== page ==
The 2020-2021 State of Web Application Security Report from cybersecurity vendor Radware showed that web apps are constantly targeted by hackers. Namely, 98% of respondents said their apps were subject to an attack in 2020. Whereas 70% of apps are hosted in the cloud, only 27% of IT security decision-makers completely trust the security of their public cloud platforms.
Web applications represented 39% of all data breaches in 2020, with phishing attacks jumping 11% and ransomware up 6% from a year ago, according to the Verizon Business Data Breach Investigations Report. Similar to previous years, human negligence was the biggest threat to cybersecurity. Sadly, 85% of breaches involved a human element.
Other research from Imperva’s Security Labs estimated that nearly 50% of data breaches over the past several years originated at the web application layer. At the same time, the number of new API vulnerabilities grew by 4% in 2020. This happens as web application environments become more complex. They add multiple first and third-party APIs to improve user experience and functionality. Each part of the software development lifecycle interacts with various data stores to enable real-time results. This scenario also multiplies potential data security hazards and access points attackers may compromise.
In addition, web apps encryption still leaves some vulnerabilities. The encryption key security in web apps is currently very limited. Since most browsers do not have access to built-in hardware-based technologies, key management features are scarce. Web crypto APIs are often complicated to set up and use and do not directly support any key-storage mechanism.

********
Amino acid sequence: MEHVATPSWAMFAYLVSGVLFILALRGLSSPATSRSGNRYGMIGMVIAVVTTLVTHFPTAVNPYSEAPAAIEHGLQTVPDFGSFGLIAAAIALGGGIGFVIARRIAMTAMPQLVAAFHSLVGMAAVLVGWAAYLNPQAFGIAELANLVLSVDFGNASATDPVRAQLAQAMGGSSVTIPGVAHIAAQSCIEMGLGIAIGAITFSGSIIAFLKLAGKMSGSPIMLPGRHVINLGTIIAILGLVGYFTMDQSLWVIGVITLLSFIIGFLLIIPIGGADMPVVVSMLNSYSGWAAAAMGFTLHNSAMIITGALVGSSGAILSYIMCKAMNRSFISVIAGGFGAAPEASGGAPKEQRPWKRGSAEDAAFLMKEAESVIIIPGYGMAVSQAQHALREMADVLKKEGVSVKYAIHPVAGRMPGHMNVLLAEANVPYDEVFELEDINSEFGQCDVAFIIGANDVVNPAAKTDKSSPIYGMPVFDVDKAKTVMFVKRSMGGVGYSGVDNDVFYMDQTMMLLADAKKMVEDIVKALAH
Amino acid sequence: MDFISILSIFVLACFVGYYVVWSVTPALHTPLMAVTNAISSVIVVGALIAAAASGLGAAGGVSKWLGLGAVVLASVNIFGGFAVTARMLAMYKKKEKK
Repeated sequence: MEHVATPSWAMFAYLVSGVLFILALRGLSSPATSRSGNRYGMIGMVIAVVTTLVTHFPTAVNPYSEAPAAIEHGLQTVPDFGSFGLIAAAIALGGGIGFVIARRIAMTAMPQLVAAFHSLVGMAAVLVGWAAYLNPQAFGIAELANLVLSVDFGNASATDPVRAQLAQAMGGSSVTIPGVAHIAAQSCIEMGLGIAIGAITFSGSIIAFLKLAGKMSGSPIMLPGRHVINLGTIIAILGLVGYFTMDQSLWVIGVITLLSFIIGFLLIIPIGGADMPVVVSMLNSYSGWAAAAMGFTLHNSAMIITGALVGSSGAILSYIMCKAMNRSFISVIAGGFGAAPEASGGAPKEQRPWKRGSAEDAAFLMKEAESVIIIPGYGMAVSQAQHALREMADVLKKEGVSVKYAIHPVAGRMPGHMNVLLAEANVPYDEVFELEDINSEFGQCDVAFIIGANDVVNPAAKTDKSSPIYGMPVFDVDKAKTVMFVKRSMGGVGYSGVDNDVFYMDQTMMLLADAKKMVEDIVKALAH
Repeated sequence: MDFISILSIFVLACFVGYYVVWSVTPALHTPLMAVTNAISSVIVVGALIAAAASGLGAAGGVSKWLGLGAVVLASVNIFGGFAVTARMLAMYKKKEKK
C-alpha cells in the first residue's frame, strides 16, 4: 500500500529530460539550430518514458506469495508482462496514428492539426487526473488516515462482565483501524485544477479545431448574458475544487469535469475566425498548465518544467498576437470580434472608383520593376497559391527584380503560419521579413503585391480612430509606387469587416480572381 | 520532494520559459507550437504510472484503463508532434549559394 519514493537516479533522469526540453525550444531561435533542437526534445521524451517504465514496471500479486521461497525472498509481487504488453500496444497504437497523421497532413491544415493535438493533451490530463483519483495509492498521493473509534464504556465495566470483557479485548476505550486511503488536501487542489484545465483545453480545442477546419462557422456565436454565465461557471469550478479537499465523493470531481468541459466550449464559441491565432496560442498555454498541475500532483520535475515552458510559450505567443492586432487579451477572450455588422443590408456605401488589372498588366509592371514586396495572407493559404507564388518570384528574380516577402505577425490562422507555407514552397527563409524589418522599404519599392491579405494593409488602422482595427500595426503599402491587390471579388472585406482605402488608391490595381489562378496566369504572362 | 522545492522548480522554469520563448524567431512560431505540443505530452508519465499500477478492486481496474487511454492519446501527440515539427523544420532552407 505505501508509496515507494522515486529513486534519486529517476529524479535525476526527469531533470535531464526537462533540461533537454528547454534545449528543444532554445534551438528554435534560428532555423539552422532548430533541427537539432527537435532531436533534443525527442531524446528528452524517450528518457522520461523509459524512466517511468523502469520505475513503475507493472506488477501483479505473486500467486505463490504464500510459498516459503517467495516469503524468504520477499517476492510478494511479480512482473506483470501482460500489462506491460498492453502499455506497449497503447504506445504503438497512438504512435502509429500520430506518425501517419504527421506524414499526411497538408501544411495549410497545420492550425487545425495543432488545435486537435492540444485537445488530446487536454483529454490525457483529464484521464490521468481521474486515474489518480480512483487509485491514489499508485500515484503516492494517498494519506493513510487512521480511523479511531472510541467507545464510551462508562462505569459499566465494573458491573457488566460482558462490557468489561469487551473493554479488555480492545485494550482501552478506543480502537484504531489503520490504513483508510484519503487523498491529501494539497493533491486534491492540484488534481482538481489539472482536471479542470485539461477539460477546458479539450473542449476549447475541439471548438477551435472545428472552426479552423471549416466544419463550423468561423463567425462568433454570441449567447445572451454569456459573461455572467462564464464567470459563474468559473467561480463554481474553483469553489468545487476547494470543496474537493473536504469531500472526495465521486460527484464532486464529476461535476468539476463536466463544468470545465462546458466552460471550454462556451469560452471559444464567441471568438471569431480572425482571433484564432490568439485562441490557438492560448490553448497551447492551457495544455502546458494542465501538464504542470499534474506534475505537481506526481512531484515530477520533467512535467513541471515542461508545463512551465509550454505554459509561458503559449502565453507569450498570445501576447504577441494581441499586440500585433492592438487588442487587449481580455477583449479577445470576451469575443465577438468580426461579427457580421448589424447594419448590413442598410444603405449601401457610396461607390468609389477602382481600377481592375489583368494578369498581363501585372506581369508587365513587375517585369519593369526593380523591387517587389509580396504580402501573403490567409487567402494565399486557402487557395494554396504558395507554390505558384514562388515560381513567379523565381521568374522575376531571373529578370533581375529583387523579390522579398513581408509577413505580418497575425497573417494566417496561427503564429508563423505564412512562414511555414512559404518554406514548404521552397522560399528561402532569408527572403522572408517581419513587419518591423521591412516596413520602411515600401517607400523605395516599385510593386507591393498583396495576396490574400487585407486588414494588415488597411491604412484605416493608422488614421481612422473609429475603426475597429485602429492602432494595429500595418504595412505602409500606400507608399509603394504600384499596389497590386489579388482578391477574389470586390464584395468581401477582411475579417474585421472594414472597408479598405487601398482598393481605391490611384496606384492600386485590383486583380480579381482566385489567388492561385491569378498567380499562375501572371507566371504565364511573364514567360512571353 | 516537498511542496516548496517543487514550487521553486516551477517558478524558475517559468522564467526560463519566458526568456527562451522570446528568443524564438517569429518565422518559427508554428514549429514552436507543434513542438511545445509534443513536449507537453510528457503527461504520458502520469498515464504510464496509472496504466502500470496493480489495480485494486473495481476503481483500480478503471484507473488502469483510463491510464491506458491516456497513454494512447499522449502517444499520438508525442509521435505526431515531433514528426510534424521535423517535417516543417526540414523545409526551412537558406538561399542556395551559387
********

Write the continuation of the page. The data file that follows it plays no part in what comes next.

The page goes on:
Bottom line is that most web apps now have a range of safety issues. They lack full visibility and real-time monitoring of all their components. They operate in a cloud environment which is hard to audit. They have multiple access points and often inadequate security controls. The applicable encryption methods lack key management features. Moreover, application development, integration and deployment, and data security are managed by separate teams. Finally, there remains a human factor which is the major determinant in all data breaches.
Most probably, web apps can never be 100% secure. Nevertheless, there are some strategies that will increase data and app safety.
- Safety experts must closely cooperate with developers at all lifecycle stages.
- Besides coding, developers should also be well-educated about cybersecurity.
- Web apps should incorporate multiple authentication factors, preferably those that don’t involve manual data entry (random one-time generated passcodes, biometrics, etc).
- Requests and responses between the browser and the server must be encrypted. Encryption data and the cryptographic keys should be safely and properly stored.
- Advanced white-box cryptographic solutions are integrated. They combine methods of encryption and obfuscation to embed secret keys within application code.
- Mitigate the human factors of cybersecurity breaches by automated compliance applications, automated data entry and management, AI, etc.
- Educate employees accessing the web app from the back end about social engineering and other fraudulent hacking techniques.
- Ensure that important back-end processes like installing software or third-party APIs are controlled by administrators with strong security knowledge.
- Protect not just the app itself, but also the hardware and network it operates in.
- Make sure the connected third-party services and APIs are provided by reliable partners and have limited permissions.